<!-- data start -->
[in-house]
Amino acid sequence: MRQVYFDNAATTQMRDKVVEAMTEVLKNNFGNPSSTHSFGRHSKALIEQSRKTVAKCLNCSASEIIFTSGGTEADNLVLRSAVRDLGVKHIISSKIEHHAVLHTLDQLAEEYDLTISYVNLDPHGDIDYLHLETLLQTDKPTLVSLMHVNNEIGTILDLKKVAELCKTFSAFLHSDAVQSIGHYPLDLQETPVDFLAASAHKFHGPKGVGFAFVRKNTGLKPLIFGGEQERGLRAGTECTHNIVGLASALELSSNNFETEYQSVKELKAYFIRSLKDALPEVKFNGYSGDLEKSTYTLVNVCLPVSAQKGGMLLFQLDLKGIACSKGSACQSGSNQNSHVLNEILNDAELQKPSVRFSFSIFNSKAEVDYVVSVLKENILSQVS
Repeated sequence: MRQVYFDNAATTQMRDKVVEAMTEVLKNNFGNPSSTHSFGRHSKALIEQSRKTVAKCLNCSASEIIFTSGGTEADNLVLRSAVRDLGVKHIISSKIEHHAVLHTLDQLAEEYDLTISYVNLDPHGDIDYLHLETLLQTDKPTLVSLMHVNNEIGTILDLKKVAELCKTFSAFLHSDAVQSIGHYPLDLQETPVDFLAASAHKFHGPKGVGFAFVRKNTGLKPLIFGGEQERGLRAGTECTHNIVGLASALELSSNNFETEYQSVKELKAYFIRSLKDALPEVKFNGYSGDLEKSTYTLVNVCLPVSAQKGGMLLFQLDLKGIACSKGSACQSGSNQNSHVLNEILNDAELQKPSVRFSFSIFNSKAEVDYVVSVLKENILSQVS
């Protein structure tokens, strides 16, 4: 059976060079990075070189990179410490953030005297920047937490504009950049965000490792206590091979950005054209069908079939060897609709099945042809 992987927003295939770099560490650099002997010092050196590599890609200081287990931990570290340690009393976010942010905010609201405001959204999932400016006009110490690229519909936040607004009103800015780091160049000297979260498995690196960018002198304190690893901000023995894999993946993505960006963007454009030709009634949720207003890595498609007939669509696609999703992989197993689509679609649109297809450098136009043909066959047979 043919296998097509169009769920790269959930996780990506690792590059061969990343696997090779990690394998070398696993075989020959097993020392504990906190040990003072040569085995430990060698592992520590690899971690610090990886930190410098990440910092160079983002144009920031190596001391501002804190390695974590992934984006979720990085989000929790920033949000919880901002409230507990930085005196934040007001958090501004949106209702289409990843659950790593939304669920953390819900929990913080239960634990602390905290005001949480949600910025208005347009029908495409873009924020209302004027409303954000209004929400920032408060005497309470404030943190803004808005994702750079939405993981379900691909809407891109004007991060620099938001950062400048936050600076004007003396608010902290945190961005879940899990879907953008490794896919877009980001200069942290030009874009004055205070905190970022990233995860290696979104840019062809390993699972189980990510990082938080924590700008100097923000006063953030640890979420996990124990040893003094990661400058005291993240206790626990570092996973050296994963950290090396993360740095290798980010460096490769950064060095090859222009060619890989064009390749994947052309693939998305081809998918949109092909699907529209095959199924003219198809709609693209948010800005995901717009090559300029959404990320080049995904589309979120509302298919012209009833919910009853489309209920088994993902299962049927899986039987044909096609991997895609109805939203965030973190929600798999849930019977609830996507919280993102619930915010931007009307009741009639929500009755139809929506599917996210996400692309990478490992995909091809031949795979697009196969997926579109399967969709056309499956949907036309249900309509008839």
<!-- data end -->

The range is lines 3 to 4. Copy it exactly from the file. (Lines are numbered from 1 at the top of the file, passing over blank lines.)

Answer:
Repeated sequence: MRQVYFDNAATTQMRDKVVEAMTEVLKNNFGNPSSTHSFGRHSKALIEQSRKTVAKCLNCSASEIIFTSGGTEADNLVLRSAVRDLGVKHIISSKIEHHAVLHTLDQLAEEYDLTISYVNLDPHGDIDYLHLETLLQTDKPTLVSLMHVNNEIGTILDLKKVAELCKTFSAFLHSDAVQSIGHYPLDLQETPVDFLAASAHKFHGPKGVGFAFVRKNTGLKPLIFGGEQERGLRAGTECTHNIVGLASALELSSNNFETEYQSVKELKAYFIRSLKDALPEVKFNGYSGDLEKSTYTLVNVCLPVSAQKGGMLLFQLDLKGIACSKGSACQSGSNQNSHVLNEILNDAELQKPSVRFSFSIFNSKAEVDYVVSVLKENILSQVS
């Protein structure tokens, strides 16, 4: 059976060079990075070189990179410490953030005297920047937490504009950049965000490792206590091979950005054209069908079939060897609709099945042809 992987927003295939770099560490650099002997010092050196590599890609200081287990931990570290340690009393976010942010905010609201405001959204999932400016006009110490690229519909936040607004009103800015780091160049000297979260498995690196960018002198304190690893901000023995894999993946993505960006963007454009030709009634949720207003890595498609007939669509696609999703992989197993689509679609649109297809450098136009043909066959047979 043919296998097509169009769920790269959930996780990506690792590059061969990343696997090779990690394998070398696993075989020959097993020392504990906190040990003072040569085995430990060698592992520590690899971690610090990886930190410098990440910092160079983002144009920031190596001391501002804190390695974590992934984006979720990085989000929790920033949000919880901002409230507990930085005196934040007001958090501004949106209702289409990843659950790593939304669920953390819900929990913080239960634990602390905290005001949480949600910025208005347009029908495409873009924020209302004027409303954000209004929400920032408060005497309470404030943190803004808005994702750079939405993981379900691909809407891109004007991060620099938001950062400048936050600076004007003396608010902290945190961005879940899990879907953008490794896919877009980001200069942290030009874009004055205070905190970022990233995860290696979104840019062809390993699972189980990510990082938080924590700008100097923000006063953030640890979420996990124990040893003094990661400058005291993240206790626990570092996973050296994963950290090396993360740095290798980010460096490769950064060095090859222009060619890989064009390749994947052309693939998305081809998918949109092909699907529209095959199924003219198809709609693209948010800005995901717009090559300029959404990320080049995904589309979120509302298919012209009833919910009853489309209920088994993902299962049927899986039987044909096609991997895609109805939203965030973190929600798999849930019977609830996507919280993102619930915010931007009307009741009639929500009755139809929506599917996210996400692309990478490992995909091809031949795979697009196969997926579109399967969709056309499956949907036309249900309509008839």